Intensive care medicine : DOI : 10.1007/s00134-020-06138-8 Learn more
Summary

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David M Smadja, Coralie L Guerin, Richard Chocron, Nader Yatim, Jeremy Boussier, Nicolas Gendron, Lina Khider, Jérôme Hadjadj, Guillaume Goudot, Benjamin Debuc, Philippe Juvin, Caroline Hauw-Berlemont, Jean-Loup Augy, Nicolas Peron, Emmanuel Messas, Benjamin Planquette, Olivier Sanchez, Bruno Charbit, Pascale Gaussem, Darragh Duffy, Benjamin Terrier, Tristan Mirault, Jean-Luc Diehl (2020 May 28)

Angiopoietin-2 as a marker of endothelial activation is a good predictor factor for intensive care unit admission of COVID-19 patients.

Angiogenesis : DOI : 10.1007/s10456-020-09730-0 Learn more
Summary

Coronavirus disease-2019 (COVID-19), a respiratory disease has been associated with ischemic complications, coagulation disorders, and an endotheliitis.

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Nathalie Nevo, Severine Lecourt, Ivan Bièche, Magda Kucia, Audrey Cras, Adeline Blandinieres, Sophie Vacher, Nicolas Gendron, Coralie L Guerin, Mariusz Z Ratajczak, David M Smadja (2020 Jan 4)

Valproic Acid Decreases Endothelial Colony Forming Cells Differentiation and Induces Endothelial-to-Mesenchymal Transition-like Process.

Stem cell reviews and reports : 357-368 : DOI : 10.1007/s12015-019-09950-y Learn more
Summary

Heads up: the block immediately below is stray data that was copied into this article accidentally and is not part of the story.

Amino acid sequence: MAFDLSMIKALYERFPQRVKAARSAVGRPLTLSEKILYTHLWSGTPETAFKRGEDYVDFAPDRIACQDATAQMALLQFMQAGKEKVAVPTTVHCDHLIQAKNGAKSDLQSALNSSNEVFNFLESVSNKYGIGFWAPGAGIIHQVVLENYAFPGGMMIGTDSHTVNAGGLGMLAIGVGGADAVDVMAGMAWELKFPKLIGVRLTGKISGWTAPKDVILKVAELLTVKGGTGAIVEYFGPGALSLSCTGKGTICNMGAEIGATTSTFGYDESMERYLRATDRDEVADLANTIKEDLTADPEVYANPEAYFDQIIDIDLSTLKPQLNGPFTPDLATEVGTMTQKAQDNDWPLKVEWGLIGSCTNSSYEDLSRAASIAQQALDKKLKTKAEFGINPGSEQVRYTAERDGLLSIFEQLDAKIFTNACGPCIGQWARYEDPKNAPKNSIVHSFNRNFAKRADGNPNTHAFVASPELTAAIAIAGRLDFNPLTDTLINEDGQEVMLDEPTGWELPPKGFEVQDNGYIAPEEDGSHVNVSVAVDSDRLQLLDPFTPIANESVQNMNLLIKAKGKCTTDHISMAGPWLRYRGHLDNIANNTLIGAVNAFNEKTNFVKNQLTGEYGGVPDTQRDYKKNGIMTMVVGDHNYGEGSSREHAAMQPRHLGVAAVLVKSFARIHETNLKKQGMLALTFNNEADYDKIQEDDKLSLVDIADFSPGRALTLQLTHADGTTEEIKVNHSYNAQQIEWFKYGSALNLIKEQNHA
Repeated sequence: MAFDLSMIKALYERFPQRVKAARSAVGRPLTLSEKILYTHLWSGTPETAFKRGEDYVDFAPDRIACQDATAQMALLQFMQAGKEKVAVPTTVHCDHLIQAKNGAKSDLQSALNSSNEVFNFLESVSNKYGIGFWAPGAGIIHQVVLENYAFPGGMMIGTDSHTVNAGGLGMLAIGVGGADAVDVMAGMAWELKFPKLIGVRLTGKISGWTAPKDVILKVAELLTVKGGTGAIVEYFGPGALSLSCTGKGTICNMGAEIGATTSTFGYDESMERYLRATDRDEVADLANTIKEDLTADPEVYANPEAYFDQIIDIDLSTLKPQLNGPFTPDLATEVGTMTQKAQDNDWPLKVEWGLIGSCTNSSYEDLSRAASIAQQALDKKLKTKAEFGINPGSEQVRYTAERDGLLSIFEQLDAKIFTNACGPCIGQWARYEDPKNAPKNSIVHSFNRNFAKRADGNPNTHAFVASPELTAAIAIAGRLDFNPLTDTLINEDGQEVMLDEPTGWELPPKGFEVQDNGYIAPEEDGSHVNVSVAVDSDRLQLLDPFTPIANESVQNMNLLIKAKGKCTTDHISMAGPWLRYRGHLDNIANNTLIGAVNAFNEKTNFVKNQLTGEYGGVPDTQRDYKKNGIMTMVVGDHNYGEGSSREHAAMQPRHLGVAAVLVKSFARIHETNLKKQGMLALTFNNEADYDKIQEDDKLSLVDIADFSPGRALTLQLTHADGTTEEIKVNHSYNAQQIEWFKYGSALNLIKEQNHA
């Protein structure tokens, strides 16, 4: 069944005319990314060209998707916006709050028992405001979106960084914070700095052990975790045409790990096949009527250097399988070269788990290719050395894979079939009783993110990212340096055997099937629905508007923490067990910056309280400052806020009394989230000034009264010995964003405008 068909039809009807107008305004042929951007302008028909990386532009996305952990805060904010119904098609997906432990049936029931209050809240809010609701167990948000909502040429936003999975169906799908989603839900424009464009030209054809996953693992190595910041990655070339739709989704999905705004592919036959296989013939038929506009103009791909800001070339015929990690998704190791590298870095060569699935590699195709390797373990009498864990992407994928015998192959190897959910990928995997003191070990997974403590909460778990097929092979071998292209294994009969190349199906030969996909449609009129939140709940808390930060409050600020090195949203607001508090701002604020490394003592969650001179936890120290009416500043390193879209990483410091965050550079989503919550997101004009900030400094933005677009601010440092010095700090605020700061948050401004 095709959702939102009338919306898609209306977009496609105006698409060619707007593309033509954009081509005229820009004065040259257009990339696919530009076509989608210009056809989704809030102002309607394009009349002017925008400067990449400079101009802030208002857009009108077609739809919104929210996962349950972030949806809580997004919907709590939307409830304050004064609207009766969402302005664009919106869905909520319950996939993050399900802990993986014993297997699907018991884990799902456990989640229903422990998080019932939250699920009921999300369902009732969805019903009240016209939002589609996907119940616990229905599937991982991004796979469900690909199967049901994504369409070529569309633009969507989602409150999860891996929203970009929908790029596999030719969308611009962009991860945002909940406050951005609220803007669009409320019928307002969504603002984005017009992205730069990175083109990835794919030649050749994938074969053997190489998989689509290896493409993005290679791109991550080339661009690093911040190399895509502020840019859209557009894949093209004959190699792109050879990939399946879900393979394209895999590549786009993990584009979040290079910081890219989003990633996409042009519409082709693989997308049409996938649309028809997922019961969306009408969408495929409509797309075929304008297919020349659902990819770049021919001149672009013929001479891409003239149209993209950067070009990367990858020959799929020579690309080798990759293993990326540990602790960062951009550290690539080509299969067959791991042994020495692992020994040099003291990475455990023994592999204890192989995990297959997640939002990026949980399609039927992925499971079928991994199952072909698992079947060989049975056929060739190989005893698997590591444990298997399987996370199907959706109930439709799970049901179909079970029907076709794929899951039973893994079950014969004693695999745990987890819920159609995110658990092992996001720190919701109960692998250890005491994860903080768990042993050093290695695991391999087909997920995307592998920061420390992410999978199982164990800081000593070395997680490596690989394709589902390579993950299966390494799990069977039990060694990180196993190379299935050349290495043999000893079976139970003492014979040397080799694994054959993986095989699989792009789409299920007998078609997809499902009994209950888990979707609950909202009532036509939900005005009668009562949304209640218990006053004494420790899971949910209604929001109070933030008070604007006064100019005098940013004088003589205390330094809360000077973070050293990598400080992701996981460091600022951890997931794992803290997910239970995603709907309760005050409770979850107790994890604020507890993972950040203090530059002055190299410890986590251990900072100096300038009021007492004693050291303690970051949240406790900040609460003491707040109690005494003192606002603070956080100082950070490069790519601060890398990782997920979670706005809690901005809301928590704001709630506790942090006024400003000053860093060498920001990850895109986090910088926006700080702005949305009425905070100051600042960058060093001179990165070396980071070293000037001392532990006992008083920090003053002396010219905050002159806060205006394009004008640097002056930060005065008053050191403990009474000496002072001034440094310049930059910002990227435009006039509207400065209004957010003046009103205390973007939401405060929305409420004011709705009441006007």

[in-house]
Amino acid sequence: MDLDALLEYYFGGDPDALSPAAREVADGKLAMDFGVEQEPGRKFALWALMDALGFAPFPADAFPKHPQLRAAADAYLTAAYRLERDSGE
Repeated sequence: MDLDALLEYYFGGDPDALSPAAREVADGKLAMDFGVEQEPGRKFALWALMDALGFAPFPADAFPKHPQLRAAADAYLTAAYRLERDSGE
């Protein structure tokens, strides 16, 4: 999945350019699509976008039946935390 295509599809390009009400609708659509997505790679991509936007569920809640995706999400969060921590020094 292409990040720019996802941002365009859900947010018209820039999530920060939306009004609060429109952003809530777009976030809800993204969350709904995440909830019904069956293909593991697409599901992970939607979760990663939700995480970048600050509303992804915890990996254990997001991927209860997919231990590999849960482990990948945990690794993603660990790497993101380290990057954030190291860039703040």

Valproic acid (VPA), a histone deacetylase (HDAC) inhibitor is a widely used anticonvulsant drug. VPA is also under clinical evaluation to be employed in anticancer therapy, as an antithrombotic agent or a molecule to be used in the stem cells expansion protocols. Since endothelial colony forming cells (ECFC) has been identified as the human postnatal vasculogenic cells involved in thrombotic disorders and serve as a promising source of immature cell for vascular repair, objectives of the present study were to determine how VPA contributes to ECFC commitment and their angiogenic properties. We examined the effect of VPA on ECFC obtained from cord blood by evaluating colony number, proliferation, migration and their sprouting ability in vitro, as well as their in vivo vasculogenic properties. VPA inhibited endothelial differentiation potential from of cord blood derived stem cells associated with decreased proliferation and sprouting activity of cultured ECFC. VPA treatment significantly decreased the vessel-forming ability of ECFC transplanted together with mesenchymal stem cells (MSC) in Matrigel implants in nude mice model. Surprisingly, a microscopic evaluation revealed that VPA induces marked morphological changes from a cobblestone-like EC morphology to enlarged spindle shaped morphology of ECFC. RT-qPCR and a CD31/CD90 flow cytometry analysis confirmed a phenotypic switch of VPA-treated ECFC to mesenchymal-like phenotype. In conclusion, the pan-HDAC inhibitor VPA described for expansion of hematopoietic stem cells and very small embryonic like stem cells cannot be successfully employed for differentiation of endothelial lineage committed ECFC into functional endothelial cells. Our data also suggest that VPA based therapeutics may induce endothelial dysfunction associated with fibrosis that might induce thrombosis recurrence or venous insufficiency.